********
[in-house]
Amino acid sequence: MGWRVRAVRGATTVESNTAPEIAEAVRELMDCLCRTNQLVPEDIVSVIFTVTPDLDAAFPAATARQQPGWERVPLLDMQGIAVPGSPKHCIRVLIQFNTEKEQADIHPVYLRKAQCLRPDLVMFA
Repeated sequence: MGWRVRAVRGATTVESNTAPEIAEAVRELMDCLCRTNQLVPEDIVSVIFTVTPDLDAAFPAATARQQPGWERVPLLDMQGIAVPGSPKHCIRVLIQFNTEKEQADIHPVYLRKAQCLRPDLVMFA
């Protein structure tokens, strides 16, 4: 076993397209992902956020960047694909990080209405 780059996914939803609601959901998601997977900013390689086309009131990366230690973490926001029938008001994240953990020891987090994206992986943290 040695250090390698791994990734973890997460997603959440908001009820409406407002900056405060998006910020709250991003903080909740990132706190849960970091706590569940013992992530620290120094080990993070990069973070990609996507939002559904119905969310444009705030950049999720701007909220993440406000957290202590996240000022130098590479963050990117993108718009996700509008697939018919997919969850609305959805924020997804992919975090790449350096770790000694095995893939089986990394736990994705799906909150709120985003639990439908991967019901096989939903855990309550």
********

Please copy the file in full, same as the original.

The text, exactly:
[in-house]
Amino acid sequence: MGWRVRAVRGATTVESNTAPEIAEAVRELMDCLCRTNQLVPEDIVSVIFTVTPDLDAAFPAATARQQPGWERVPLLDMQGIAVPGSPKHCIRVLIQFNTEKEQADIHPVYLRKAQCLRPDLVMFA
Repeated sequence: MGWRVRAVRGATTVESNTAPEIAEAVRELMDCLCRTNQLVPEDIVSVIFTVTPDLDAAFPAATARQQPGWERVPLLDMQGIAVPGSPKHCIRVLIQFNTEKEQADIHPVYLRKAQCLRPDLVMFA
């Protein structure tokens, strides 16, 4: 076993397209992902956020960047694909990080209405 780059996914939803609601959901998601997977900013390689086309009131990366230690973490926001029938008001994240953990020891987090994206992986943290 040695250090390698791994990734973890997460997603959440908001009820409406407002900056405060998006910020709250991003903080909740990132706190849960970091706590569940013992992530620290120094080990993070990069973070990609996507939002559904119905969310444009705030950049999720701007909220993440406000957290202590996240000022130098590479963050990117993108718009996700509008697939018919997919969850609305959805924020997804992919975090790449350096770790000694095995893939089986990394736990994705799906909150709120985003639990439908991967019901096989939903855990309550």